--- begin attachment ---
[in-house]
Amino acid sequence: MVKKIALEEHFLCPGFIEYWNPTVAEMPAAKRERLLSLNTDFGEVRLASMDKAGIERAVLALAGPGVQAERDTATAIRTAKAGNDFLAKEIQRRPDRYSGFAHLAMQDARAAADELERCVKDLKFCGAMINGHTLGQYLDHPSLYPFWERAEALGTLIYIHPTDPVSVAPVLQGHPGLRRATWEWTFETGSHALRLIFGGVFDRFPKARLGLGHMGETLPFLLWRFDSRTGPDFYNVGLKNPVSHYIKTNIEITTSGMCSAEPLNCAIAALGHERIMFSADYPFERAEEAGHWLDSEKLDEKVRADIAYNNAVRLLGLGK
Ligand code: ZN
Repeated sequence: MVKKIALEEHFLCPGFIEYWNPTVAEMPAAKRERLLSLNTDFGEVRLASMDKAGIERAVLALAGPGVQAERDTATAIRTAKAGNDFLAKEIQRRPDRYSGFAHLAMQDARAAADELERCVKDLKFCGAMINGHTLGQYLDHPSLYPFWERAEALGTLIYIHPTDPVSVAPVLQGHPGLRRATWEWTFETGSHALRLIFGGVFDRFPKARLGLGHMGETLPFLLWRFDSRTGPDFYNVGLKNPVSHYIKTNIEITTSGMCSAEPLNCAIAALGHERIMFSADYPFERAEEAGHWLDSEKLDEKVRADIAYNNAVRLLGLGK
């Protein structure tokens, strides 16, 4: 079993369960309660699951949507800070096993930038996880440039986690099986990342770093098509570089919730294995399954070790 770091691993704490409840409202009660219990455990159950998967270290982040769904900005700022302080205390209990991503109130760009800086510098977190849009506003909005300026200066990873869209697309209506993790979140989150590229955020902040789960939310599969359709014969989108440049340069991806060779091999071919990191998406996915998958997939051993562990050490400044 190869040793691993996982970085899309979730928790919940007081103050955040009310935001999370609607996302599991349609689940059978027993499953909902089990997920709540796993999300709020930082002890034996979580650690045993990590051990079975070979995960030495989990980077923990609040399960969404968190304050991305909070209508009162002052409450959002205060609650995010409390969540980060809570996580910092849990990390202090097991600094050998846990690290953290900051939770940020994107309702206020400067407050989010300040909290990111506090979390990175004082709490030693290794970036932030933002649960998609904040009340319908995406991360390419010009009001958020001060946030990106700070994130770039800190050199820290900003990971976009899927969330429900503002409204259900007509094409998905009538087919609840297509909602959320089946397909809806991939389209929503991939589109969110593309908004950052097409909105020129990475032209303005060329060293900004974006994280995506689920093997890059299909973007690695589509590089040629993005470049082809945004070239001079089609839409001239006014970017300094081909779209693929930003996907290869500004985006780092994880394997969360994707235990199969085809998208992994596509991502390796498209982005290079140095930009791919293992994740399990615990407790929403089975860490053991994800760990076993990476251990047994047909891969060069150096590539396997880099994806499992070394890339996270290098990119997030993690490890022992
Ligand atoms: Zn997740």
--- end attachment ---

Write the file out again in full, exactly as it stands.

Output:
[in-house]
Amino acid sequence: MVKKIALEEHFLCPGFIEYWNPTVAEMPAAKRERLLSLNTDFGEVRLASMDKAGIERAVLALAGPGVQAERDTATAIRTAKAGNDFLAKEIQRRPDRYSGFAHLAMQDARAAADELERCVKDLKFCGAMINGHTLGQYLDHPSLYPFWERAEALGTLIYIHPTDPVSVAPVLQGHPGLRRATWEWTFETGSHALRLIFGGVFDRFPKARLGLGHMGETLPFLLWRFDSRTGPDFYNVGLKNPVSHYIKTNIEITTSGMCSAEPLNCAIAALGHERIMFSADYPFERAEEAGHWLDSEKLDEKVRADIAYNNAVRLLGLGK
Ligand code: ZN
Repeated sequence: MVKKIALEEHFLCPGFIEYWNPTVAEMPAAKRERLLSLNTDFGEVRLASMDKAGIERAVLALAGPGVQAERDTATAIRTAKAGNDFLAKEIQRRPDRYSGFAHLAMQDARAAADELERCVKDLKFCGAMINGHTLGQYLDHPSLYPFWERAEALGTLIYIHPTDPVSVAPVLQGHPGLRRATWEWTFETGSHALRLIFGGVFDRFPKARLGLGHMGETLPFLLWRFDSRTGPDFYNVGLKNPVSHYIKTNIEITTSGMCSAEPLNCAIAALGHERIMFSADYPFERAEEAGHWLDSEKLDEKVRADIAYNNAVRLLGLGK
């Protein structure tokens, strides 16, 4: 079993369960309660699951949507800070096993930038996880440039986690099986990342770093098509570089919730294995399954070790 770091691993704490409840409202009660219990455990159950998967270290982040769904900005700022302080205390209990991503109130760009800086510098977190849009506003909005300026200066990873869209697309209506993790979140989150590229955020902040789960939310599969359709014969989108440049340069991806060779091999071919990191998406996915998958997939051993562990050490400044 190869040793691993996982970085899309979730928790919940007081103050955040009310935001999370609607996302599991349609689940059978027993499953909902089990997920709540796993999300709020930082002890034996979580650690045993990590051990079975070979995960030495989990980077923990609040399960969404968190304050991305909070209508009162002052409450959002205060609650995010409390969540980060809570996580910092849990990390202090097991600094050998846990690290953290900051939770940020994107309702206020400067407050989010300040909290990111506090979390990175004082709490030693290794970036932030933002649960998609904040009340319908995406991360390419010009009001958020001060946030990106700070994130770039800190050199820290900003990971976009899927969330429900503002409204259900007509094409998905009538087919609840297509909602959320089946397909809806991939389209929503991939589109969110593309908004950052097409909105020129990475032209303005060329060293900004974006994280995506689920093997890059299909973007690695589509590089040629993005470049082809945004070239001079089609839409001239006014970017300094081909779209693929930003996907290869500004985006780092994880394997969360994707235990199969085809998208992994596509991502390796498209982005290079140095930009791919293992994740399990615990407790929403089975860490053991994800760990076993990476251990047994047909891969060069150096590539396997880099994806499992070394890339996270290098990119997030993690490890022992
Ligand atoms: Zn997740």